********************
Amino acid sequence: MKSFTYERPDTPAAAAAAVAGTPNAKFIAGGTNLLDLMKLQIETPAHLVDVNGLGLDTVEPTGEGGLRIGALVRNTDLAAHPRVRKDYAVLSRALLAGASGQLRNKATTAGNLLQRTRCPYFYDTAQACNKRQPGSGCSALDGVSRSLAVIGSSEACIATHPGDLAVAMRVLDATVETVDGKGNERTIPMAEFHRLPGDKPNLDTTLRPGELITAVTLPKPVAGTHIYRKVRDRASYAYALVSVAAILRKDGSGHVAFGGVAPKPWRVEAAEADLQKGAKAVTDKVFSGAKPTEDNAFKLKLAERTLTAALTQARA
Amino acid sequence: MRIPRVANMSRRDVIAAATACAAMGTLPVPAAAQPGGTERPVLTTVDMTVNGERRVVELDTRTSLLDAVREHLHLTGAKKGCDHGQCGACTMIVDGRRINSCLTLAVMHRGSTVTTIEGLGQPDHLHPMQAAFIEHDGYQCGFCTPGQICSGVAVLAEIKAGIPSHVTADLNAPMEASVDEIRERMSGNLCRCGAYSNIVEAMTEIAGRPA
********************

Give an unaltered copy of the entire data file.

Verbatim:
Amino acid sequence: MKSFTYERPDTPAAAAAAVAGTPNAKFIAGGTNLLDLMKLQIETPAHLVDVNGLGLDTVEPTGEGGLRIGALVRNTDLAAHPRVRKDYAVLSRALLAGASGQLRNKATTAGNLLQRTRCPYFYDTAQACNKRQPGSGCSALDGVSRSLAVIGSSEACIATHPGDLAVAMRVLDATVETVDGKGNERTIPMAEFHRLPGDKPNLDTTLRPGELITAVTLPKPVAGTHIYRKVRDRASYAYALVSVAAILRKDGSGHVAFGGVAPKPWRVEAAEADLQKGAKAVTDKVFSGAKPTEDNAFKLKLAERTLTAALTQARA
Amino acid sequence: MRIPRVANMSRRDVIAAATACAAMGTLPVPAAAQPGGTERPVLTTVDMTVNGERRVVELDTRTSLLDAVREHLHLTGAKKGCDHGQCGACTMIVDGRRINSCLTLAVMHRGSTVTTIEGLGQPDHLHPMQAAFIEHDGYQCGFCTPGQICSGVAVLAEIKAGIPSHVTADLNAPMEASVDEIRERMSGNLCRCGAYSNIVEAMTEIAGRPA